dash and dine
The answer to the first? Variations of speedwork totaling five kilometers — the kinds that leave everyone cursing, sweating, and slightly faster than the previous week.
As for the food? It depends. Maybe sweet-glazed, still-crackling Korean fried chicken on Girard Avenue. A toothsome pizza dripping with mozzarella, roasted corn, and smoked bacon in Fishtown. Or springy, knife-cut noodles with fall-apart brisket in Chinatown.
For Philly transplants like Rob De La Cruz, a 32-year-old student from Orlando, the evenings served as an unofficial introduction to speedwork and the city. Together, the team careens from track corner to corner, cuisine to cuisine.
“We transfer the fun we have on the track to a restaurant, and get an early start to the weekend,” Rob says. “It’s awesome to have that three hours every week, 6:30 to 9:30. Finishing a tough workout. Earning a good meal with your friends. There’s nothing better than that.”
But first, you’ve got to get past 400 meters of rubber and resentment, on repeat.
The track’s regulars blaze past inhumanly fast, svelte limbs synchronized in graceful, gazelle-like strides.
Then there’s you, the newbie, feeling a little pudgy and wondering how far 300 meters is.
Richard estimates 85% of newcomers to the crew’s Thursday runs have never touched a track. “We’re in that gray area — we’re not trying to go pro, but we’re trying to get better,” he says. “And the track is where you make the most gains.”
So the crew tackles it together — a mix of beginners, former high school runners, sports converts, and everything in between.
They carry conversations from warmup to cooldown. As the crewmates stretch, they share and compare training updates, workout regimens, and Strava pro-tips.
Hot breaths and firm footstrikes tell them where they’ve fallen in line. As they break apart at different paces, affirmations ring from different corners of the track: “Looking good, nice work!”
And at the finish, Richard’s voice again: “Relax your shoulders! Swing those arms! Kick! Kick!”
Initially, it feels like hell — endless repetitions of lung-burning, spit-thickening punishment.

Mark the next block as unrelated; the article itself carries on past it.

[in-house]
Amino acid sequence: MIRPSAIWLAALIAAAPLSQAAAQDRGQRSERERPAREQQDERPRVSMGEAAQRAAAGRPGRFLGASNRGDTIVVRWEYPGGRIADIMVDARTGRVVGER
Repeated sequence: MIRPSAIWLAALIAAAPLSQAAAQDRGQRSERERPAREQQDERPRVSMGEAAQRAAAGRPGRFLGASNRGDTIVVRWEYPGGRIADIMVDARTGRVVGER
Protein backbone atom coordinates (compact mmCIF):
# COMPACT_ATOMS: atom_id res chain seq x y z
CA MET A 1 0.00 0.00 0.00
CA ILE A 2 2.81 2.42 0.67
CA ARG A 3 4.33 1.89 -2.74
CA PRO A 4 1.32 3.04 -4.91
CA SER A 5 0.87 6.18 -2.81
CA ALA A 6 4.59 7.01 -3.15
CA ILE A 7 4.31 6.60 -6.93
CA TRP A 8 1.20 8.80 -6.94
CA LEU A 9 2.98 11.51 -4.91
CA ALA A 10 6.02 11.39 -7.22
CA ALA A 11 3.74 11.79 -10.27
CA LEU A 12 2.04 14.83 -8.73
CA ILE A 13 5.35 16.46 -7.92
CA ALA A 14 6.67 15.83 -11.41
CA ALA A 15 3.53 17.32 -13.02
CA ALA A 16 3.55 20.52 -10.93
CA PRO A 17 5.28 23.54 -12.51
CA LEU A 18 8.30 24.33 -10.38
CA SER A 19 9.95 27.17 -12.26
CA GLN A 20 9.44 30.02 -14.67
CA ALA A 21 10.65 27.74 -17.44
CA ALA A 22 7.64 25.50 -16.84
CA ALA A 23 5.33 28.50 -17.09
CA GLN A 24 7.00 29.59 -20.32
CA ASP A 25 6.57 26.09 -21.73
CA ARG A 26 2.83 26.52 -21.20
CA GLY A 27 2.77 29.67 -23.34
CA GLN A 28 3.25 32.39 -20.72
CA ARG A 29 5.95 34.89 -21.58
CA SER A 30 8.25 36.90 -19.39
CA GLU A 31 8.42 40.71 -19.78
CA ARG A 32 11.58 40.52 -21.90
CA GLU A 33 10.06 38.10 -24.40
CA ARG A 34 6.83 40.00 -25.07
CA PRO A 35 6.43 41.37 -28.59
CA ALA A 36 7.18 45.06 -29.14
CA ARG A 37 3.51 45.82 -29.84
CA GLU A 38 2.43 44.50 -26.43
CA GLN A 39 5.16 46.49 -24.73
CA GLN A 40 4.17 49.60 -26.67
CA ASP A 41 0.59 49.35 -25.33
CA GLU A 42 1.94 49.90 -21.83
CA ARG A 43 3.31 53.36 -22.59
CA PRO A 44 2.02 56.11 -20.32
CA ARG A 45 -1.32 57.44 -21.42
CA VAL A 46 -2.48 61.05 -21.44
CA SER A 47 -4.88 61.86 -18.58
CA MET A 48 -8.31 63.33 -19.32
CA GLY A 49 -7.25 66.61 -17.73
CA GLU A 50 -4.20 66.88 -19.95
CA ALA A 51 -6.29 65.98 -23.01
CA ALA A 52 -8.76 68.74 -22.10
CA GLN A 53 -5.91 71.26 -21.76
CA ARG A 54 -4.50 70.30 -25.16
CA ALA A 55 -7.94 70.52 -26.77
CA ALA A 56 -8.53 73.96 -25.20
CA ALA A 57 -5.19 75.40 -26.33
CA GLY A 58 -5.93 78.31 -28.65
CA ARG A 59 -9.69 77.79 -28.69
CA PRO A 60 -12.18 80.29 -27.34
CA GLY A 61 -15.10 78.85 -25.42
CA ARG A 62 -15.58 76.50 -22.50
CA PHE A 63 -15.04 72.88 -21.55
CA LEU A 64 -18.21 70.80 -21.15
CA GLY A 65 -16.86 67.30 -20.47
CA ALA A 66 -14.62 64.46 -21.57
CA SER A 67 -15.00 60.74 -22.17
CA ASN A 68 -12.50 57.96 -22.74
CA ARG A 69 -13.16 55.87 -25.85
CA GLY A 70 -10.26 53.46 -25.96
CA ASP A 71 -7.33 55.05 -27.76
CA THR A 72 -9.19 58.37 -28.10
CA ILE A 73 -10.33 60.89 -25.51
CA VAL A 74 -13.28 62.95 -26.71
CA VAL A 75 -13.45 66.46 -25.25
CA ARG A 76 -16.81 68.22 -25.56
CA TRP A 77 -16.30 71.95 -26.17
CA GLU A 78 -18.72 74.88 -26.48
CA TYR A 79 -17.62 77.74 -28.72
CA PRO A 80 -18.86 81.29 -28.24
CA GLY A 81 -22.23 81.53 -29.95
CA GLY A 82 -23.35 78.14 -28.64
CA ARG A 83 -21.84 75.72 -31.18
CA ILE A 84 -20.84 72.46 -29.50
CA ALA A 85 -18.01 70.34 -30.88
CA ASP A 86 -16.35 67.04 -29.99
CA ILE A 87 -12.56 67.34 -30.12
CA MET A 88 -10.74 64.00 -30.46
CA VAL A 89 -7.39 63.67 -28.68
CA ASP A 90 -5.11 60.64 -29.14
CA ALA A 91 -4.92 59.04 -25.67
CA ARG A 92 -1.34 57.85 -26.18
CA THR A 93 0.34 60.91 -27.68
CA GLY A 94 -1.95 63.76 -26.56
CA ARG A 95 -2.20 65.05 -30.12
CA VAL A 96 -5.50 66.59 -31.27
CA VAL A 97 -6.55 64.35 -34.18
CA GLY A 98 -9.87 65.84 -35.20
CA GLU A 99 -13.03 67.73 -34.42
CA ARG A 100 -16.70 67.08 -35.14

Then the clarity kicks in. There are no potholes to dodge here. No ornery bicyclists, SEPTA buses, or Wawa litter. Just you, your persistence, and your crew.
“Real friends push you to be better, and this group does that,” says Jack Wittenstein, 23, development associate at the Children’s Hospital of Philadelphia. “You always have someone cheering for you. Everyone gets so psyched when someone PRs or has a good workout. And then you go get food and celebrate.”
First, the spot needs to be open late. Second, it needs to be casual — welcoming walk-ins and sweat-drenched singlets. Third, it needs to be relatively inexpensive — because runners have better things to do with their money, like stockpiling carbon-plated shoes.
Most importantly, it needs to be good.
For Issa Run Crew, good began with burgers and beer — a way to extend outdoor hangouts in summer of 2020.
As months passed, members began discussing everything else Philadelphia had to offer. The dishes that reminded them of their families’ cooking. The if-you-know-you-know and mom-and-pop spots reflecting the runners’ histories in other cities, states, and countries.
Now they take turns choosing places to eat — no repeats allowed. Each Thursday is a mini-food tour of the city’s best bites, spanning Philadelphia’s neighborhoods and the world’s cuisines.
Taqueria La Prima for brightly tangy tacos al pastor, overflowing from double corn tortillas and topped with whole blistered jalapeño.
Charred Korean barbecue, straight off the grill onto pristine white rice, chased by ice-cold soju that’s been secured discreetly because the bar’s technically closed.
“We get to see parts of the city we normally wouldn’t go to, trying new foods instead of eating at the same spots,” says Pat Binkley, 36, designer.
You might find yourself explaining why the tomato pie is cold to someone who showed you how to program your watch 30 minutes ago. Or getting served sizzling pork belly by the person you helped PR their 400. It’s a continued cycle of giving and taking, sharing and learning.
For Keri, it’s also a chance to reframe misconceptions about eating. “I know a lot of runners – especially women – who’ve developed messed up relationships with food to get faster,” she says.
“But it’s important to be able to house a bunch of food,” Keri continues. “I’m glad we eat together on our hardest day of training. Food is an essential part of training and recovery. A lot of people forget that part of eating is celebrating.”
For 24-year-old student Amber Glenn, it’s an experience epitomized by the crew’s foray into Korean barbecue.
“What’s past cloud nine? I was on cloud 100,” she says. “Getting done with a tough workout. Passing meats and vegetables around. Radish kimchi that just keeps coming. Having a good time with good food, good people, and good vibes. It’s one of my best memories with the crew.”
Then he heard Richard’s voice cut through the cheers.
“This is what you trained for! Put those track days to use! Relax your shoulders! Swing those arms! Kick! Kick!”
Pat kicked. And he PRed — along with John, Richard himself, and two other Issa Run Crew track regulars.
They snapped a few photos. They recovered in compression boots. And then they set out on South Street, in search of the next bite to cement their victories.